Clean buses commitment: 20 cities in South America and others around the world have signed an agreement to introduce low-emission buses. Together, the signatories represent more than 140,000 buses – at least in theory. Detailed plans or concrete action for electrification have yet to be seen.
cleantechnica.com, c40.org (declaration as pdf)
1,000-EV sharing in Montreal: The Canadian city is planning to set up an electric car sharing and is looking for solution providers. Until 2020, Montreal wants to have 1,000 rental EVs and enough charging stations to keep them running.
Scottish E-Car Club: In St Andrews, Scotland’s first electric car club will go into service. The initial fleet is comprised of eight Renault Zoe and two Kangoo ZE which will be available for hire across the town on an hourly or daily basis.
Tesla to electrify Oz: Starting with eight charging booths in Goulborn, the Californians want to supercharge Australia. By 2016, Superchargers are to connect Melbourne with Sydney and Brisbane.
London, Go Ultra Low, New Hampshire, Amsterdam, Tbilisi.
London buses to charge wirelessly: Transport for London (TfL) announced to start operating three inductively charging buses in the British capital this September. The buses are part of the European ZeEUS project and follow a successful trial that has taken place in Milton Keynes for six months.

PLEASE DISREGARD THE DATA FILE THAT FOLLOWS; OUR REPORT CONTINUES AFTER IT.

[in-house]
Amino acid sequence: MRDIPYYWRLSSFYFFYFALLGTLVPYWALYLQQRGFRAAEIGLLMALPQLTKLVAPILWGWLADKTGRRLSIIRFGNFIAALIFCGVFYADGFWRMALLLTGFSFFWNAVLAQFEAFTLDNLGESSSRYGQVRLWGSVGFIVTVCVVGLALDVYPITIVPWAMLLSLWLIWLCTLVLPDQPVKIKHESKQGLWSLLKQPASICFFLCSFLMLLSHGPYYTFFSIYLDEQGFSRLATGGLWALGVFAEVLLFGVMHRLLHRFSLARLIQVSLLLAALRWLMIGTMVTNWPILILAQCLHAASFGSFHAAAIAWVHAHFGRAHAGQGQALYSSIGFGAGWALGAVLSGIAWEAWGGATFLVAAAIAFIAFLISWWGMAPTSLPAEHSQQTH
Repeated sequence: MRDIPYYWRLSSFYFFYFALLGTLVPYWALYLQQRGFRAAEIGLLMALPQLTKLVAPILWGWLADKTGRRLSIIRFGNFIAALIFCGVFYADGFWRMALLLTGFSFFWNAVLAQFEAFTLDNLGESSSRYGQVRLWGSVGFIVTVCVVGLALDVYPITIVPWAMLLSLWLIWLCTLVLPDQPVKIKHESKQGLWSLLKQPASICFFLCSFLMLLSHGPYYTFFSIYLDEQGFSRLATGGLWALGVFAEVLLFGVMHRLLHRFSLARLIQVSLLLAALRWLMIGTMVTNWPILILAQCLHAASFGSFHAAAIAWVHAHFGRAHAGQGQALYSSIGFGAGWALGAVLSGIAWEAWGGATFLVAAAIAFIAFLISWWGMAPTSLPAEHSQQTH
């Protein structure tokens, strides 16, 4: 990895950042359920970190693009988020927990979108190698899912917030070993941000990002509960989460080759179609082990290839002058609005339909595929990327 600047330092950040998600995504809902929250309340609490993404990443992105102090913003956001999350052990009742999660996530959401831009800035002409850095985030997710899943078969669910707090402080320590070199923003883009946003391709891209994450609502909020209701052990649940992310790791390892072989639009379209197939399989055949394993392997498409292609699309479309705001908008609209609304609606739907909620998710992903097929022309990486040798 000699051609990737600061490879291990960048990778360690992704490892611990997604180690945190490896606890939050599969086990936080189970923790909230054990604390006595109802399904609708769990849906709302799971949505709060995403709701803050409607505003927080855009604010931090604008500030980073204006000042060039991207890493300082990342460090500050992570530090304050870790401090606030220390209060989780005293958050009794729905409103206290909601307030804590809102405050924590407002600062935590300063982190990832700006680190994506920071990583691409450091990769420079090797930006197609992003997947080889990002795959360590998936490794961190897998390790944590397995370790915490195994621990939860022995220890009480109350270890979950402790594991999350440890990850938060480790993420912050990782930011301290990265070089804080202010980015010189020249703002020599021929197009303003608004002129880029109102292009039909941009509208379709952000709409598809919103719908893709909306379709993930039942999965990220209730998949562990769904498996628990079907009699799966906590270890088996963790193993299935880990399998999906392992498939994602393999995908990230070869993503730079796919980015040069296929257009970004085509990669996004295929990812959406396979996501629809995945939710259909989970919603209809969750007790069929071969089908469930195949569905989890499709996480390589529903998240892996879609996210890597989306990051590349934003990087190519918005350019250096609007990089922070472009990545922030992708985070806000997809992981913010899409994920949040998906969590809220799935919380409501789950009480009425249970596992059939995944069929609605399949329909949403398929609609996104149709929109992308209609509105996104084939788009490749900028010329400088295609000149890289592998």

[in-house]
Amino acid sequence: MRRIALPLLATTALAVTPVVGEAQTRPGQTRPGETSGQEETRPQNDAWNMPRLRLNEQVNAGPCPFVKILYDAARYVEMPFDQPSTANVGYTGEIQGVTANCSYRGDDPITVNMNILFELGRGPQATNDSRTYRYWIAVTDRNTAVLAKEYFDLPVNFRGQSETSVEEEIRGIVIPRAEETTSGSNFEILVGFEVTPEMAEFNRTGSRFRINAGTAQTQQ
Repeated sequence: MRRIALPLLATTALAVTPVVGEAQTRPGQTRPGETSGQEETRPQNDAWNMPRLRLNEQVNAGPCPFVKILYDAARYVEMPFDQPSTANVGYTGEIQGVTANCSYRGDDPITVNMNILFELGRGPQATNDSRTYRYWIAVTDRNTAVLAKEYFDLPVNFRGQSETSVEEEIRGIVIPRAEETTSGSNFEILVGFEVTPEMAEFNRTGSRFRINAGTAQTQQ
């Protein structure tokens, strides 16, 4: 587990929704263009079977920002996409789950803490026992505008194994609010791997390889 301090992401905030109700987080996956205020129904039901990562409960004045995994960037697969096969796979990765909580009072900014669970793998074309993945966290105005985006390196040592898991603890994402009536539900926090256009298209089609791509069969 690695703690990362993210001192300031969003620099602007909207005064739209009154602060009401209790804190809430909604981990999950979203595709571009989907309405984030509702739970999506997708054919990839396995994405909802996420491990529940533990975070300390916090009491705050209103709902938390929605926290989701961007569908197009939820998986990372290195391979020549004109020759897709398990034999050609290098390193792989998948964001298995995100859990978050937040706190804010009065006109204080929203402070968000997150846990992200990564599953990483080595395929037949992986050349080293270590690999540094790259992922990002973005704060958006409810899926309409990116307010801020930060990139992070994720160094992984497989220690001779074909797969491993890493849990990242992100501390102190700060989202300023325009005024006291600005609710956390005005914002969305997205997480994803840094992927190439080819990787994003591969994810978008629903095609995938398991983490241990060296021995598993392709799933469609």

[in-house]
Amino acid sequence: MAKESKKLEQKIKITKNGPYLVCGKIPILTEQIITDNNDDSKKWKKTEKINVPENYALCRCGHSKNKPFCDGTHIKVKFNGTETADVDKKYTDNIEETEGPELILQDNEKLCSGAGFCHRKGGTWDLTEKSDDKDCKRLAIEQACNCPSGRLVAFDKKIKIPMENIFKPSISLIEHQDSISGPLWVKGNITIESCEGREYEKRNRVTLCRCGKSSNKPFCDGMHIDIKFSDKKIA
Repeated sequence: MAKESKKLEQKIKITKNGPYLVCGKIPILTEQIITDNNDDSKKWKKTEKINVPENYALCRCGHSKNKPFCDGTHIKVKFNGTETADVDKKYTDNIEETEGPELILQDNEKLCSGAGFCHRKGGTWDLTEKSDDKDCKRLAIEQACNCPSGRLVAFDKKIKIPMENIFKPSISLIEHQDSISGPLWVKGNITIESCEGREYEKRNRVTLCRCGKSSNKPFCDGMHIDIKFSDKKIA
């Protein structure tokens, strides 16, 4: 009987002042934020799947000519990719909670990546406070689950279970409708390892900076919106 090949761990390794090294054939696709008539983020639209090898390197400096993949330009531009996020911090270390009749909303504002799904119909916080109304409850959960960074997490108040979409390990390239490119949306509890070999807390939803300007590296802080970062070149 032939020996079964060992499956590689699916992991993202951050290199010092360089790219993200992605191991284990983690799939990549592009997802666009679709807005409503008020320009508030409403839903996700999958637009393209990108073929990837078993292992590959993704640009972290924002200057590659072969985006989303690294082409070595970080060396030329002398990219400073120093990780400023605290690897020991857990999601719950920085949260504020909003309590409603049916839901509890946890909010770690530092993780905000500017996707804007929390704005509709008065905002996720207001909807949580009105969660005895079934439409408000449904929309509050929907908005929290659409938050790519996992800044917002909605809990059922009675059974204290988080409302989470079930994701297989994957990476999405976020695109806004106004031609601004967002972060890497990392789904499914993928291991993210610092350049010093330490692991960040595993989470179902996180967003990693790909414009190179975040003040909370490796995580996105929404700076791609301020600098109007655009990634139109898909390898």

Go Ultra Low cities: The British government shortlisted 12 cities to potentially share 35 million pounds of funding to further the use of ULEVs. London, Oxford, York, and Dundee, to name but a few, have until August 31, 2015, to finalise their submissions. The winners will be announced shortly after.
New Hampshire offers rebates of up to 12,000 dollars for the installation of a DC fast chargers on the Interstate 93, available through April 3. Rebates of up to $5,000 for Level 2 chargers will be available later for other locations. In total, 49,000 dollars in funding are offered for fiscal years 2015 and 2016.
Dutch Tesla Service Center: The Californian company has opened one of the biggest European service facilities in Amsterdam. The Drivers Lounge offers Dutch Model S drivers 24-hour-access, “in case you need a coffee at 3 am”.
Japan to support Georgia: The capital Tbilisi is to receive 500 million yen (4,1 million dollars) towards the acquisition of hybrid buses and two electric cars. While for the greater good, the funding is also a way of promoting Japanese technology abroad as all vehicles will come from Japan.